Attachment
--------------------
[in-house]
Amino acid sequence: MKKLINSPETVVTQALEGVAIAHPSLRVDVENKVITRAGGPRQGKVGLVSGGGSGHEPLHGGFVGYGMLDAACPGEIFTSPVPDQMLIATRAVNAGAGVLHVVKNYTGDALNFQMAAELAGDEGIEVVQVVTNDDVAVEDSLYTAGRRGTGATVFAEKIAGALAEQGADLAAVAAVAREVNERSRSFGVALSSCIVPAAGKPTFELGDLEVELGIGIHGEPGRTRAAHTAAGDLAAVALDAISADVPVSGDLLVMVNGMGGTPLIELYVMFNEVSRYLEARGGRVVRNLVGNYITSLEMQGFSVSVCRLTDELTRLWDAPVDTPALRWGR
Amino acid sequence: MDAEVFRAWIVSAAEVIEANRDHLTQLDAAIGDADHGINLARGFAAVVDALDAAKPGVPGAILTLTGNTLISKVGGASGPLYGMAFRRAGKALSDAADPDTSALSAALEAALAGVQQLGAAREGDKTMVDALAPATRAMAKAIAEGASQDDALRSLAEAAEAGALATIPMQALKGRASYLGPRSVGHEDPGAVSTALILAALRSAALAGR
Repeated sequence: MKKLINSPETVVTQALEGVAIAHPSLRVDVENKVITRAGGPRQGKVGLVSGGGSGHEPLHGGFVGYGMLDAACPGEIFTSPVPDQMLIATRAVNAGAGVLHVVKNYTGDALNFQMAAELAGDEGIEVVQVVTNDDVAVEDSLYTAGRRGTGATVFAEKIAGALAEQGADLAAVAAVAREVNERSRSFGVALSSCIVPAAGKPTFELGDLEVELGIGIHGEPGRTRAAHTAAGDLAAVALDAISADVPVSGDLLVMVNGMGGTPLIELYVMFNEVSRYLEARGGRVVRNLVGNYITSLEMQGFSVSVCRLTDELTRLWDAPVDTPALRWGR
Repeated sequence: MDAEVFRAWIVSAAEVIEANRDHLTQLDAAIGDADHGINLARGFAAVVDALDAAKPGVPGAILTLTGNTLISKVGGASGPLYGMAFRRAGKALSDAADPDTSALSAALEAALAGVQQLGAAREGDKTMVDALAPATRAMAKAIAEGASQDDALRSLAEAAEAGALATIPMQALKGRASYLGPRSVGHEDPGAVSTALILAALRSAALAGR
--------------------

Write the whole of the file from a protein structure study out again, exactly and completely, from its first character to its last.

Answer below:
[in-house]
Amino acid sequence: MKKLINSPETVVTQALEGVAIAHPSLRVDVENKVITRAGGPRQGKVGLVSGGGSGHEPLHGGFVGYGMLDAACPGEIFTSPVPDQMLIATRAVNAGAGVLHVVKNYTGDALNFQMAAELAGDEGIEVVQVVTNDDVAVEDSLYTAGRRGTGATVFAEKIAGALAEQGADLAAVAAVAREVNERSRSFGVALSSCIVPAAGKPTFELGDLEVELGIGIHGEPGRTRAAHTAAGDLAAVALDAISADVPVSGDLLVMVNGMGGTPLIELYVMFNEVSRYLEARGGRVVRNLVGNYITSLEMQGFSVSVCRLTDELTRLWDAPVDTPALRWGR
Amino acid sequence: MDAEVFRAWIVSAAEVIEANRDHLTQLDAAIGDADHGINLARGFAAVVDALDAAKPGVPGAILTLTGNTLISKVGGASGPLYGMAFRRAGKALSDAADPDTSALSAALEAALAGVQQLGAAREGDKTMVDALAPATRAMAKAIAEGASQDDALRSLAEAAEAGALATIPMQALKGRASYLGPRSVGHEDPGAVSTALILAALRSAALAGR
Repeated sequence: MKKLINSPETVVTQALEGVAIAHPSLRVDVENKVITRAGGPRQGKVGLVSGGGSGHEPLHGGFVGYGMLDAACPGEIFTSPVPDQMLIATRAVNAGAGVLHVVKNYTGDALNFQMAAELAGDEGIEVVQVVTNDDVAVEDSLYTAGRRGTGATVFAEKIAGALAEQGADLAAVAAVAREVNERSRSFGVALSSCIVPAAGKPTFELGDLEVELGIGIHGEPGRTRAAHTAAGDLAAVALDAISADVPVSGDLLVMVNGMGGTPLIELYVMFNEVSRYLEARGGRVVRNLVGNYITSLEMQGFSVSVCRLTDELTRLWDAPVDTPALRWGR
Repeated sequence: MDAEVFRAWIVSAAEVIEANRDHLTQLDAAIGDADHGINLARGFAAVVDALDAAKPGVPGAILTLTGNTLISKVGGASGPLYGMAFRRAGKALSDAADPDTSALSAALEAALAGVQQLGAAREGDKTMVDALAPATRAMAKAIAEGASQDDALRSLAEAAEAGALATIPMQALKGRASYLGPRSVGHEDPGAVSTALILAALRSAALAGR